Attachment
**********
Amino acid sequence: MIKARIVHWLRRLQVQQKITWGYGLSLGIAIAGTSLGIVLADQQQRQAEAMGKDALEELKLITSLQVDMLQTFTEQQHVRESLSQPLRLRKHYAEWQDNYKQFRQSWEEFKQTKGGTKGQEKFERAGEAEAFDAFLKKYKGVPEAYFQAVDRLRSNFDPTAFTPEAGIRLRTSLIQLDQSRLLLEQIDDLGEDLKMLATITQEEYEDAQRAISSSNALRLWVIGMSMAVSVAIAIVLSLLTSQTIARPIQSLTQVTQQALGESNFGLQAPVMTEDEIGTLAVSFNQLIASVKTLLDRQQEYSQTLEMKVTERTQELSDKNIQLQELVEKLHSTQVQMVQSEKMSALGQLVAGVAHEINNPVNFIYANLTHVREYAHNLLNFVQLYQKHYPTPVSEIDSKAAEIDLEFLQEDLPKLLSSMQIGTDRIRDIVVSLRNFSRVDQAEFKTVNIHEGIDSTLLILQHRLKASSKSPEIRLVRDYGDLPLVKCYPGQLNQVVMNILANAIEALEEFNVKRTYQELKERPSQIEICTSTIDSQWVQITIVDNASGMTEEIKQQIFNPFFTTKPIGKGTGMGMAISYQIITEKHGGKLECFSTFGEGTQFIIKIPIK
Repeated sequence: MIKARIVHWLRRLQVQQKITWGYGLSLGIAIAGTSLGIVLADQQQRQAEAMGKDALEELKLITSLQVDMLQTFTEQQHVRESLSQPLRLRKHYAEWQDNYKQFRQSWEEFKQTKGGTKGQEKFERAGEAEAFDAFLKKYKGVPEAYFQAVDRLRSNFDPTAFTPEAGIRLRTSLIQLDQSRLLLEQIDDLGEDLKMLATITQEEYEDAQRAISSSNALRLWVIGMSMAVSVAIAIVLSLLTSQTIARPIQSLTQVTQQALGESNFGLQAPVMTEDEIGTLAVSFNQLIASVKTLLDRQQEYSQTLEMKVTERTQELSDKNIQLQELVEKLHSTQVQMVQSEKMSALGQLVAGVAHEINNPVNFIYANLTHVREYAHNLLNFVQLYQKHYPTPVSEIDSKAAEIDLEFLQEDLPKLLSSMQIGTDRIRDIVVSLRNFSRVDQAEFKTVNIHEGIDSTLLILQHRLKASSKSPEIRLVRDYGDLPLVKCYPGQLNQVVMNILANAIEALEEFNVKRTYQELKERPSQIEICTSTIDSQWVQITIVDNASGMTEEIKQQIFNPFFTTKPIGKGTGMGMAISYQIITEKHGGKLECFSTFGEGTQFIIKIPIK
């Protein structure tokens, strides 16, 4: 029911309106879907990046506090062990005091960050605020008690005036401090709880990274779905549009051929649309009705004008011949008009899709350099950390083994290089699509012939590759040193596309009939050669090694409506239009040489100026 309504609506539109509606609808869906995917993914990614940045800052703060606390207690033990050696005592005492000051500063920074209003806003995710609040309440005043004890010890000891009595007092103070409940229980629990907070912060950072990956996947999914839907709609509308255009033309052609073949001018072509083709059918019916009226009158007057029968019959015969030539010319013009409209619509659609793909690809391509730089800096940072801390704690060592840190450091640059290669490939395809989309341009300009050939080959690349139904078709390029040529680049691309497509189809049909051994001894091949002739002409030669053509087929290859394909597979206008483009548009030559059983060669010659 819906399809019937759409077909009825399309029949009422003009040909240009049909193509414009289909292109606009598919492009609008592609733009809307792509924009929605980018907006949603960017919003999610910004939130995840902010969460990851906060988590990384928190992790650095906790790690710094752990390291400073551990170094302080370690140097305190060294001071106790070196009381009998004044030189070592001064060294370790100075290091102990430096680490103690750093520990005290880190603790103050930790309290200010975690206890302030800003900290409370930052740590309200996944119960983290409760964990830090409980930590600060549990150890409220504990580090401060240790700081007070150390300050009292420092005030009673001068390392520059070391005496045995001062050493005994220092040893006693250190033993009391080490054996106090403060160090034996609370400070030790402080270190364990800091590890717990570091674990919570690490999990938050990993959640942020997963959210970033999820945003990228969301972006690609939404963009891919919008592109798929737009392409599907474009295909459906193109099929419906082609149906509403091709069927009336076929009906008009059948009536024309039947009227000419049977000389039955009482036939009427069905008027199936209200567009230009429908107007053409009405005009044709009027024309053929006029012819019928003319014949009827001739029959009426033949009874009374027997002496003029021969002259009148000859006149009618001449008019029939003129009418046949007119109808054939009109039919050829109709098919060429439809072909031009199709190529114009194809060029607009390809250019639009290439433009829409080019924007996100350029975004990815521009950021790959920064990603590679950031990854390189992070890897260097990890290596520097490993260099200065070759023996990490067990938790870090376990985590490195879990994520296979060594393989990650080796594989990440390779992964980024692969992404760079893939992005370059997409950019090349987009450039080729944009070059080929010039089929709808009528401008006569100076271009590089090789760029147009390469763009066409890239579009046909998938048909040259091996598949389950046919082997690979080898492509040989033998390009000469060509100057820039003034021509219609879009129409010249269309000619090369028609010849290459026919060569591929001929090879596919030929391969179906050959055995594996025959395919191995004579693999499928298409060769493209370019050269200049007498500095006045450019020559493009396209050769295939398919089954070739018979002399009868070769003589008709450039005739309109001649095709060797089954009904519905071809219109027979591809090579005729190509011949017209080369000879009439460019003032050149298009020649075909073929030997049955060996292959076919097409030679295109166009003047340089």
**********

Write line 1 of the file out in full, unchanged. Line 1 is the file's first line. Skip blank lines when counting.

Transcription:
Amino acid sequence: MIKARIVHWLRRLQVQQKITWGYGLSLGIAIAGTSLGIVLADQQQRQAEAMGKDALEELKLITSLQVDMLQTFTEQQHVRESLSQPLRLRKHYAEWQDNYKQFRQSWEEFKQTKGGTKGQEKFERAGEAEAFDAFLKKYKGVPEAYFQAVDRLRSNFDPTAFTPEAGIRLRTSLIQLDQSRLLLEQIDDLGEDLKMLATITQEEYEDAQRAISSSNALRLWVIGMSMAVSVAIAIVLSLLTSQTIARPIQSLTQVTQQALGESNFGLQAPVMTEDEIGTLAVSFNQLIASVKTLLDRQQEYSQTLEMKVTERTQELSDKNIQLQELVEKLHSTQVQMVQSEKMSALGQLVAGVAHEINNPVNFIYANLTHVREYAHNLLNFVQLYQKHYPTPVSEIDSKAAEIDLEFLQEDLPKLLSSMQIGTDRIRDIVVSLRNFSRVDQAEFKTVNIHEGIDSTLLILQHRLKASSKSPEIRLVRDYGDLPLVKCYPGQLNQVVMNILANAIEALEEFNVKRTYQELKERPSQIEICTSTIDSQWVQITIVDNASGMTEEIKQQIFNPFFTTKPIGKGTGMGMAISYQIITEKHGGKLECFSTFGEGTQFIIKIPIK